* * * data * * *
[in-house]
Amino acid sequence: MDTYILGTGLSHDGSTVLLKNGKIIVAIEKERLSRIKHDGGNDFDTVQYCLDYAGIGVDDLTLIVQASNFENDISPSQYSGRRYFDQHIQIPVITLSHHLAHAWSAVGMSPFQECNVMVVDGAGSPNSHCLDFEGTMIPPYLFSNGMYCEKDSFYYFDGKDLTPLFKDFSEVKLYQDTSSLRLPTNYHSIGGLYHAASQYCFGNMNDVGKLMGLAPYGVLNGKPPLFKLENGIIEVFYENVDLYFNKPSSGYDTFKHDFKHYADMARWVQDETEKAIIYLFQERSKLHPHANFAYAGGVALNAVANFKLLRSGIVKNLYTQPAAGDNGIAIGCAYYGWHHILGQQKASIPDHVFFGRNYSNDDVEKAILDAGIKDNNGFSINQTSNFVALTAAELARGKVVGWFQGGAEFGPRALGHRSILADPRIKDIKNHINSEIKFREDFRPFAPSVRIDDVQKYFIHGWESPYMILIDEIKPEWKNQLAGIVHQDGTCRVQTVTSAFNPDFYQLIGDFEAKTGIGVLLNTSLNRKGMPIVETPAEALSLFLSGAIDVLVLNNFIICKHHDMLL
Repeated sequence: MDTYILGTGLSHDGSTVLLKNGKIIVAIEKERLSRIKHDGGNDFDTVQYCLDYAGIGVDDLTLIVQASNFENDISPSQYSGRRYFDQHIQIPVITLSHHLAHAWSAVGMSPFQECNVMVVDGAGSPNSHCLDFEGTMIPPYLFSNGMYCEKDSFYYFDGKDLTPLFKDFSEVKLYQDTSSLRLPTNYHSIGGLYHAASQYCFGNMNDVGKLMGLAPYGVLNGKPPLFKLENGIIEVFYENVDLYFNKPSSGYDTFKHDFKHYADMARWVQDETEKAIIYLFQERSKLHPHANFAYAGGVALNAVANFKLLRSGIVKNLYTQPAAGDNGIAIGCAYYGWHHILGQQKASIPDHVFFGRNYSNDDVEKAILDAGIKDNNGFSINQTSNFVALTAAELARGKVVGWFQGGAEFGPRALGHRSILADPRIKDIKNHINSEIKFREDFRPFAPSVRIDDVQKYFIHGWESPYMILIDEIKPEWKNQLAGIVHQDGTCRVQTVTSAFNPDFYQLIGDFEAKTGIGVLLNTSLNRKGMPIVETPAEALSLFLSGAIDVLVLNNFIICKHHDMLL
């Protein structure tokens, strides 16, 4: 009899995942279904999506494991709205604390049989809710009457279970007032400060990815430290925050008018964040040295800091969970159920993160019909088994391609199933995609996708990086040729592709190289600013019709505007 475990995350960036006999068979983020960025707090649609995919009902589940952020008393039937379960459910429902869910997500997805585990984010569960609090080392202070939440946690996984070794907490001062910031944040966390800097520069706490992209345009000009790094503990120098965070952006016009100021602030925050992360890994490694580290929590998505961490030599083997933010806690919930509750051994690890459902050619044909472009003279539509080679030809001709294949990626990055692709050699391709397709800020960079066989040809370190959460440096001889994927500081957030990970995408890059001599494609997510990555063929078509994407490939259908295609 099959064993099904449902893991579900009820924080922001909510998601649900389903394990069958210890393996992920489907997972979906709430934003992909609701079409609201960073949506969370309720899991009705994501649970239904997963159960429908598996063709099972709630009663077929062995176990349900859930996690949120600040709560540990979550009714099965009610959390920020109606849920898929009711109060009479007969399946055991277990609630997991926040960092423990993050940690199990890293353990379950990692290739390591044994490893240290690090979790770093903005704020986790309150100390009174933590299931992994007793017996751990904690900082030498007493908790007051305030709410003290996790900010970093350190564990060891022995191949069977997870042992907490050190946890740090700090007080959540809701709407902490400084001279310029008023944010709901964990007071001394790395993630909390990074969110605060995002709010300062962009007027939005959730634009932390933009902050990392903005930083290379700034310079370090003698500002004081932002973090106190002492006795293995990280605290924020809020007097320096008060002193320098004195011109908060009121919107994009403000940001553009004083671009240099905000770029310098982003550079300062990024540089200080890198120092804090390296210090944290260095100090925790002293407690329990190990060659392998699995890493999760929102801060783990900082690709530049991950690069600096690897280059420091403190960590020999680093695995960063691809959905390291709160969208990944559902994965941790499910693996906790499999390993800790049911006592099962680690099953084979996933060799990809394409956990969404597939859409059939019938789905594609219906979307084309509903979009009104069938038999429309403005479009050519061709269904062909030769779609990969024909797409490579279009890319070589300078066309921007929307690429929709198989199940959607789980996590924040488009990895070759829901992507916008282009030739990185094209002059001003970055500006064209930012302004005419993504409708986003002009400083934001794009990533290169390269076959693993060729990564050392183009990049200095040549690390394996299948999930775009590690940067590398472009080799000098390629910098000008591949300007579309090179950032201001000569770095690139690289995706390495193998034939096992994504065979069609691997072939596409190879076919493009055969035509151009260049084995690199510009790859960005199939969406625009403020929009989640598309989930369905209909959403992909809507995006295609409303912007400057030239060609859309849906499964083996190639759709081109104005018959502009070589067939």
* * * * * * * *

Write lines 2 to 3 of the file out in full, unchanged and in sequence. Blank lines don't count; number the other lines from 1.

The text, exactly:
Amino acid sequence: MDTYILGTGLSHDGSTVLLKNGKIIVAIEKERLSRIKHDGGNDFDTVQYCLDYAGIGVDDLTLIVQASNFENDISPSQYSGRRYFDQHIQIPVITLSHHLAHAWSAVGMSPFQECNVMVVDGAGSPNSHCLDFEGTMIPPYLFSNGMYCEKDSFYYFDGKDLTPLFKDFSEVKLYQDTSSLRLPTNYHSIGGLYHAASQYCFGNMNDVGKLMGLAPYGVLNGKPPLFKLENGIIEVFYENVDLYFNKPSSGYDTFKHDFKHYADMARWVQDETEKAIIYLFQERSKLHPHANFAYAGGVALNAVANFKLLRSGIVKNLYTQPAAGDNGIAIGCAYYGWHHILGQQKASIPDHVFFGRNYSNDDVEKAILDAGIKDNNGFSINQTSNFVALTAAELARGKVVGWFQGGAEFGPRALGHRSILADPRIKDIKNHINSEIKFREDFRPFAPSVRIDDVQKYFIHGWESPYMILIDEIKPEWKNQLAGIVHQDGTCRVQTVTSAFNPDFYQLIGDFEAKTGIGVLLNTSLNRKGMPIVETPAEALSLFLSGAIDVLVLNNFIICKHHDMLL
Repeated sequence: MDTYILGTGLSHDGSTVLLKNGKIIVAIEKERLSRIKHDGGNDFDTVQYCLDYAGIGVDDLTLIVQASNFENDISPSQYSGRRYFDQHIQIPVITLSHHLAHAWSAVGMSPFQECNVMVVDGAGSPNSHCLDFEGTMIPPYLFSNGMYCEKDSFYYFDGKDLTPLFKDFSEVKLYQDTSSLRLPTNYHSIGGLYHAASQYCFGNMNDVGKLMGLAPYGVLNGKPPLFKLENGIIEVFYENVDLYFNKPSSGYDTFKHDFKHYADMARWVQDETEKAIIYLFQERSKLHPHANFAYAGGVALNAVANFKLLRSGIVKNLYTQPAAGDNGIAIGCAYYGWHHILGQQKASIPDHVFFGRNYSNDDVEKAILDAGIKDNNGFSINQTSNFVALTAAELARGKVVGWFQGGAEFGPRALGHRSILADPRIKDIKNHINSEIKFREDFRPFAPSVRIDDVQKYFIHGWESPYMILIDEIKPEWKNQLAGIVHQDGTCRVQTVTSAFNPDFYQLIGDFEAKTGIGVLLNTSLNRKGMPIVETPAEALSLFLSGAIDVLVLNNFIICKHHDMLL